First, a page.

Education

State Report Cards Show Paterson Lost $1,200 Per Student in 2010-11

 

PATERSON, NJ – The amount of money that Paterson Public Schools spent on each city student in 2010-11 fell by more than five-percent, according to the annual report cards issued by the New Jersey Department of Education.

In 2009-10, the Paterson district had spent $20,229 per student, but that dropped to $19042 in 2010-11, the report cards show. That was the result of the Christie administration’s decision to cut state funding to local school districts that year by about $1 billion. Paterson took a heavy $80 million hit that resulted in the elimination of the World Languages program in elementary schools, the decimation of the district’s art, music and library programs at elementary schools, and cuts in special education programs that ended up violating state requirements.

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The report cards normally are issued in the winter, but were delayed this year. The state revised the way it calculates the cost per student to include things like debt payments on construction and pension contributions, according to a story on nj.com.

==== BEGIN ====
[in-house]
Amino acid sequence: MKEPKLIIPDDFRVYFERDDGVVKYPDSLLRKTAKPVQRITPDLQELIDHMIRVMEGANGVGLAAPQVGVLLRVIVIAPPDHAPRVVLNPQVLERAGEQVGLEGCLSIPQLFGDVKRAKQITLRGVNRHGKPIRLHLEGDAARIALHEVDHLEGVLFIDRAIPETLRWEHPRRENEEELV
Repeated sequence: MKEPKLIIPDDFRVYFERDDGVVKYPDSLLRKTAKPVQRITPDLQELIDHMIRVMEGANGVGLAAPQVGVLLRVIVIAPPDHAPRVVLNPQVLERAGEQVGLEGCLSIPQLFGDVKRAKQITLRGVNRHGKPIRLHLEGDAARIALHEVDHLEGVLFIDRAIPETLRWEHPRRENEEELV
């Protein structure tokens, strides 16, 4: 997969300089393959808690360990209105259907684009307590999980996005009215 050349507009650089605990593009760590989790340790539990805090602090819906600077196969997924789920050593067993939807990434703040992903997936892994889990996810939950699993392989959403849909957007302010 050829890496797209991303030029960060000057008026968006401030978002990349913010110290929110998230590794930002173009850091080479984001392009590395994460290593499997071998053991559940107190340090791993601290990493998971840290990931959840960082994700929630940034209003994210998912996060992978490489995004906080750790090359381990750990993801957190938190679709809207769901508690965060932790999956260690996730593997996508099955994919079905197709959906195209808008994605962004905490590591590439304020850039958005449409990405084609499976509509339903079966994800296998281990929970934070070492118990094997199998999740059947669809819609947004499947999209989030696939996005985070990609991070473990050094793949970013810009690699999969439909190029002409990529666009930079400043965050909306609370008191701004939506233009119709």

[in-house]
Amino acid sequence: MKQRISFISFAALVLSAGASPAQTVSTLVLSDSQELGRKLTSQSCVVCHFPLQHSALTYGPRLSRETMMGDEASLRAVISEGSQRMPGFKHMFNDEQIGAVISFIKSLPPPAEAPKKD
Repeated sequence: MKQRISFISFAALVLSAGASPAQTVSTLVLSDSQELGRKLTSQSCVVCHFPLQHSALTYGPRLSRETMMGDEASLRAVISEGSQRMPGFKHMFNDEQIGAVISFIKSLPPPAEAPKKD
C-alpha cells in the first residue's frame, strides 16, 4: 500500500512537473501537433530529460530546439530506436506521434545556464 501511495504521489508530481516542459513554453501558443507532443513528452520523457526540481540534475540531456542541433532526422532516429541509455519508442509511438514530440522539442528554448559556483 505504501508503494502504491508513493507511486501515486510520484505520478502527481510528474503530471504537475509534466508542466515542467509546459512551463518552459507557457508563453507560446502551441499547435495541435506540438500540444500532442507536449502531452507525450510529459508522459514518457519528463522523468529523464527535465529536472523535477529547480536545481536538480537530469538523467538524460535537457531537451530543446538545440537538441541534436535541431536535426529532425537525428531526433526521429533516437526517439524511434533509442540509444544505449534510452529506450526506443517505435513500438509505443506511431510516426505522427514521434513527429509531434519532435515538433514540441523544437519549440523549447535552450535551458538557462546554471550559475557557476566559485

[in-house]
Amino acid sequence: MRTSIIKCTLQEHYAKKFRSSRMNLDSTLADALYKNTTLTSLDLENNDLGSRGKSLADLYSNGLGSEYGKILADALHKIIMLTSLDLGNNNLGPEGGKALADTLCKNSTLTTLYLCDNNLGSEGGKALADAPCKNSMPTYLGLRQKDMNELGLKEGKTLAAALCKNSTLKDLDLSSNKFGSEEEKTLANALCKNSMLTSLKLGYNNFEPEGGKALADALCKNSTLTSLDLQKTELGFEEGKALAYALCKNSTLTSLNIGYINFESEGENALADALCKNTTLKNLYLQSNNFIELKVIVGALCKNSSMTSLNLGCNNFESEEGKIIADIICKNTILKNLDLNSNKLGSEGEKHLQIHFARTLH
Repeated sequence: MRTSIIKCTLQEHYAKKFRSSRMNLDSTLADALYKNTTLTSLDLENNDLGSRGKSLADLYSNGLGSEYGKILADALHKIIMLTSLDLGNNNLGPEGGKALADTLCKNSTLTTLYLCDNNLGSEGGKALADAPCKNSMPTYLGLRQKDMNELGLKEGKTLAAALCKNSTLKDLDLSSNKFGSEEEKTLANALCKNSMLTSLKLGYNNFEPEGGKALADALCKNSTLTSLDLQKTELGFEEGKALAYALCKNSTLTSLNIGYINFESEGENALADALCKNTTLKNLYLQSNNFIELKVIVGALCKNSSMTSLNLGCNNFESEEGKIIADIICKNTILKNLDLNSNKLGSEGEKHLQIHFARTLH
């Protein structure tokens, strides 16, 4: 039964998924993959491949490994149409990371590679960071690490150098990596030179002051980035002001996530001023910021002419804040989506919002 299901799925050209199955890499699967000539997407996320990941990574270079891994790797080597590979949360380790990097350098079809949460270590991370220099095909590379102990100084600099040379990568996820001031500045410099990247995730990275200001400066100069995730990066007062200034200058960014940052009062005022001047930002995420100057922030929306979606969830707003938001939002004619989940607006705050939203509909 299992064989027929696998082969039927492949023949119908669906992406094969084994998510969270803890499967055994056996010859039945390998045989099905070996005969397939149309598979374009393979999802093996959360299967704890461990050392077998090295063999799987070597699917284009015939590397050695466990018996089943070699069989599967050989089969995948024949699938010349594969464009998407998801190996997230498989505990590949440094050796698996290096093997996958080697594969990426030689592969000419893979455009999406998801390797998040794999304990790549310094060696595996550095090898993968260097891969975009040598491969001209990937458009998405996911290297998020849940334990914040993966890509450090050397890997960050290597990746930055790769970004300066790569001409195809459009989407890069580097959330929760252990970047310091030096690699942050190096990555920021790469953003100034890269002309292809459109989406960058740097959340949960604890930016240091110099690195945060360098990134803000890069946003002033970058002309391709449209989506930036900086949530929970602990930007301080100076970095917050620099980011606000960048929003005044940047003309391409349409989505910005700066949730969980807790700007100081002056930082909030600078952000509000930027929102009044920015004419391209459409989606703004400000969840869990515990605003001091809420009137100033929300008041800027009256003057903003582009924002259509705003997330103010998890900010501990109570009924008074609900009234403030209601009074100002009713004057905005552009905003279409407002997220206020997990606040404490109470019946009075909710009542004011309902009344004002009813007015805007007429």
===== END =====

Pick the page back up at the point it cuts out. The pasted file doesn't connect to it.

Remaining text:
Irene Sterling, president of the Paterson Education Fund, an advocacy group, said the revised calculations pushed higher the cost figures for many suburban schools and undermined the argument that those districts were much more cost-efficient than urban ones.

The report cards also showed that Paterson faculty members are paid about 10 percent less than the state median.  In 2010-11, the median salary for Paterson faculty members was $57,243, while the state median was $63,851, the report cards said.

Sterling said one of the reasons Paterson’s numbers were lower was the comparatively high turnover rate among city teachers. Not as many of them stick around long enough to get the top levels of the pay scale as do teachers in suburban districts, she said.

Peter Tirri, president of the Paterson Education Association, the union that represents city teachers, said Paterson’s faculty salaries were so much lower than elsewhere in New Jersey because the district has not given raises in the past two years. In addition to being without a contract, city teachers have not received the incremental increase they are supposed to get for increased service time as stipulated under the previous contract, he said.

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